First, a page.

Recovering Our Past-1


EDITORS NOTE: We’re happy again to feature an article written by multi-award winning writer Karl Quirino. A banker by training that back-stopped a productive career overseas, he is also the son of national historian Carlos Lozada Quirino – the Philippines’ National Artist for Historical Literature. This contribution arises from a request we made late last year that he write on the subject of Filipino expatriates alienated from their own ethnicity. At the time, he was engaged mentoring an IT business, doing Social Media and reputation management work for some organisations in Auckland and Wellington. Recently, he decided to dust off and update a previously-written piece he penned some years ago. The article was originally published in a high-circulation business magazine in the Philippines. It was subsequently quoted in several local and national newspapers in that country largely because his thoughts resonated with readers. Later on, parts of the same article appeared in online websites particularly when the Internet was becoming more fashionable as a publishing plat form. We now have his permission to reprint it here. It is his most recent expanded version. – Antonio de Pacis.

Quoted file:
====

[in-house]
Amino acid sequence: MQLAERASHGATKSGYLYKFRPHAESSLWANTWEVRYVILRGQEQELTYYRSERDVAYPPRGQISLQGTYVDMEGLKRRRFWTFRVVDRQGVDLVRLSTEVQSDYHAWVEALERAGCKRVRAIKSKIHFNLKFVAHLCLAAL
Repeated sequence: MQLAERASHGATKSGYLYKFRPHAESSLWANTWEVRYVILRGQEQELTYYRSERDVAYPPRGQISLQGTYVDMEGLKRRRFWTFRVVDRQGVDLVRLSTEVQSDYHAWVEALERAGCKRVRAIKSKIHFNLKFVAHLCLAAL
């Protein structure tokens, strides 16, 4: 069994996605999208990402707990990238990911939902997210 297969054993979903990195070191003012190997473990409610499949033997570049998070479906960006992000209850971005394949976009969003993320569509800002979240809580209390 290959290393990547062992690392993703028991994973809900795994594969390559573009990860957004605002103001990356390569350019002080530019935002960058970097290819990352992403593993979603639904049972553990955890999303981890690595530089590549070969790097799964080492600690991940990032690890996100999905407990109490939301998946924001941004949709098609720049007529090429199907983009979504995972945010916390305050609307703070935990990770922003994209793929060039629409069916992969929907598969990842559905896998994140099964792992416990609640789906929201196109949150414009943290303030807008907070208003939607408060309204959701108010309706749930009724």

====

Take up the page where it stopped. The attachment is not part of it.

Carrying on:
The first point in time which usually comes to mind when Filipinos across the world are asked about the Philippines of very long ago, the date March 16, 1521 is the starting point. That’s what most of them picked up from their history classes in school. This is largely because it was on that date that the Portuguese explorer Fernão de Magal hães (better remembered as Ferdinand Magellan), “discovered” the Philippines.


It is the wrong date. Why so? It’s because the Venetian chronicler Antonio Pigafetta – who in 1519 sallied forth with Magellan from the Spanish port of Se ville across the Atlantic on a journey that led them towards the Pacific Ocean and in doing so, failed to recognize their 5-ship fleet’s passage across the Inter national Dateline before reaching our shores three years later. The dateline hadn’t been invented yet but had he known this important convention of par titioning time across the globe, Filipinos would have been told to memorize March 17, 1521 as the real date of Magellan’s “discovery“.